GOP Debate FOX News New Hampshire

Eight GOP presidential candidate were in New Hampshire Wednesday night for a FOX News hosted debate. Candidate participating were: Rudy, Mittney, John McCain, Sam Brownback, Huck, Tank Tancredo, Ron Paul and Duncan Hunter.

It was a good debate, moderated by adults from FOX News: Brit Hume, Chris Wallace and Wendell Goler. Wendell had on a ghastly tie. It looked like a Christmas wrapping paper pattern.

The biggest drawback was the absence of Fred! Thompson, although I wasn't very keen about the cutting away to go to the diner and interviewing and soliciting questions from the diners watching the debate. In a ninety minute debate and eight candidates, time is too valuable. If the debate sponsors want "questions from the public" they should solicit them before hand and have the moderators ask them.

As much as I'm not a Ron Paul fan, he probably gets ignored more than he deserves in these debates. He didn't get a question for thirty minutes after the initial introductory question.

I have started noticing a trend in the GOP debates. Some candidates are sure to get questions on certain issues. Especially the non-front runners. The front runners get enough questions they are likely to be asked a variety.

For instance, it's certain Paul is always going to get a question about Iraq or 9-11 or foreign policy. But, quick, what is Paul's position on abortion? Or earmarks? We think we know what his position would be, but if they asked Paul about earmarks, they could also ask him why he requested 400 million dollars in pork. Tancredo is always going to get a question about illegal immigration, but what is his position on Social Security.

I realize some of the candidates are asked those questions because it's going to cause a reaction with the audience. And those certain issues are their signature issues - one trick ponies, if you will. But if the purpose of the debates is to inform the voter, there needs to be some variation in the questions those second tier candidates are asked.

Possibly the most exciting part of the debate was Paul and Huck spending several minutes debating about the Iraq war. Totally unstructured and spontaneous.

A quick run down on my impressions of each candidate.

Mittney - wasn't as smooth as he has been. Thought he sort of rambled around on Iraq and illegal immigration. It seems he's trying too hard not to get himself pinned down on something he says if things change in the future.

Rudy - overall, pretty good. Continues to hit on what he has done and how it is going to translate into what he'll do as President.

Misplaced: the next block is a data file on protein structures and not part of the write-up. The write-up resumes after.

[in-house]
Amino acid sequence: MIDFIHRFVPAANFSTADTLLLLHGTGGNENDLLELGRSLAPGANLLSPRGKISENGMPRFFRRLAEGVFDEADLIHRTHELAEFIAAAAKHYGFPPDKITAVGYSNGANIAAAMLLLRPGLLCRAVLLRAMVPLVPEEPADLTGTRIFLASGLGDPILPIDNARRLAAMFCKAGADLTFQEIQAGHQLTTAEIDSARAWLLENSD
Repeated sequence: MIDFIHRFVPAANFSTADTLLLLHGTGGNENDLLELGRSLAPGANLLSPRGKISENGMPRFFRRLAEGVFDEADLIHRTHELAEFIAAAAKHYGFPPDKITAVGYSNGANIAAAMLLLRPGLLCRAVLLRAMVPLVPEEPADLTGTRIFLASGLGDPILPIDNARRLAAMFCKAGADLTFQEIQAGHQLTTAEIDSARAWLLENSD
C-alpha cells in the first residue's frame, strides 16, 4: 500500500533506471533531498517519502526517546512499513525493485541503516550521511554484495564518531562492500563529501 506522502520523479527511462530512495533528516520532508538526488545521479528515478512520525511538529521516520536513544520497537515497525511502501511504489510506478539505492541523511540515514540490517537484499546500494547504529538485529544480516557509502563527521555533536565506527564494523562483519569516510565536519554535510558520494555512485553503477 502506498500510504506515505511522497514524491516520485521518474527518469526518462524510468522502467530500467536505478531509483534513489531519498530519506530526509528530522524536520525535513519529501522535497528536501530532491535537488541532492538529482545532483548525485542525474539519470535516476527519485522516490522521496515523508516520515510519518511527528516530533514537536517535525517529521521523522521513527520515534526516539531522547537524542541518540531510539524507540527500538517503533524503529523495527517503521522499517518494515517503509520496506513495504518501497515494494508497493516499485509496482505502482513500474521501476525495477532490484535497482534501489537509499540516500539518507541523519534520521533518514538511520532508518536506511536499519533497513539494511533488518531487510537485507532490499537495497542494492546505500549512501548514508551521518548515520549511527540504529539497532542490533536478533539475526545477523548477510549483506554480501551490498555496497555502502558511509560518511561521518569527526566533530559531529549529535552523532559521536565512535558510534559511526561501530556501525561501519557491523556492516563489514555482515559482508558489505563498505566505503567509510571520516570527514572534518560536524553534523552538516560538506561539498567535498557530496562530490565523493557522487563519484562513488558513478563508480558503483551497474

McCain - he was as good in this debate as he has been in any. Looked alert and lively. Forceful on Iraq and WOT. As Larry Kudlow calls him on that issue, Mr. Backbone. No one is stronger on the war than McCain. Asked why he wouldn't sign a no new taxes pledge - and he explained it. And I think he's right. One thing about John McCain, he's going to stick by what he believes.

Huck - very good. Very polished. Never struggles for his answers. Was great in the Paul showdown. Maybe he realized the boost Rudy got a few debates back when he challenged Paul on 9-11. Not good enough to push him into front runner status.

Tank - He knows what he believes on immigration and fighting terrorists and doesn't back down from it. Sometimes it sounds like his passion for the subjects causes him to struggle for the right way to present them. Didn't hurt himself.

Brownback - Solid again on family. But other than that, why is he there? Totally unmemorable.

Hunter - I think of all the second tier candidates, Duncan makes the best use of the limited time he gets in these debates. Continued to hammer on the fence when the illegal immigration issue comes up. Needs to come up with some new material other than that scraggly piece of fence they show on TV and if they get over my fence, we sign them up for the Olympics. It was good the first few times but it's a bit stale now.

Paul - just what you'd expect from Paul. I don't know if anyone else caught it, but he invoked international law in one of his answers about the Iraq War. As in, it's against international law. Hmm, wonder how that squares with Ron Paul's Constitution.

If I had to kick one candidate off the debate stage, it would be Sam Brownback. Yeah, even before Ron Paul. Sam is good on abortion, family and values. But there are other candidates that can fill that slot and they have other appealing qualities. Sam brings nothing to the table. Plus, I'm still bent at him for his weather vane voting on the illegal immigrant amnesty bill.

One thing that has been in the news lately that was not asked about, the mortgage loan problem. I would have like to have seen that question just to hear all of them contrast so much with the democratics who want to save the people from their bad decisions.

McCain and Rudy have refused to sign a no new taxes pledge, all the other candidates have. McCain answered the question quite well, saying he has a record that speaks for itself stronger than any pledge does. Rudy answered that the President makes one pledge when he's sworn into office - to protect and defend the Constitution. He added that once you sign one pledge, then there are more pledges that other groups want you to sign, and he's not going there.

I thought they both had very good reasons for not signing the pledge. I'm surely not going to dock either of them any points for that position. If a candidate is willing to sign a no new taxes pledge, that's good. I'd much rather they have a record that supported that pledge.

Wonder how many democratics would sign a no new taxes pledge?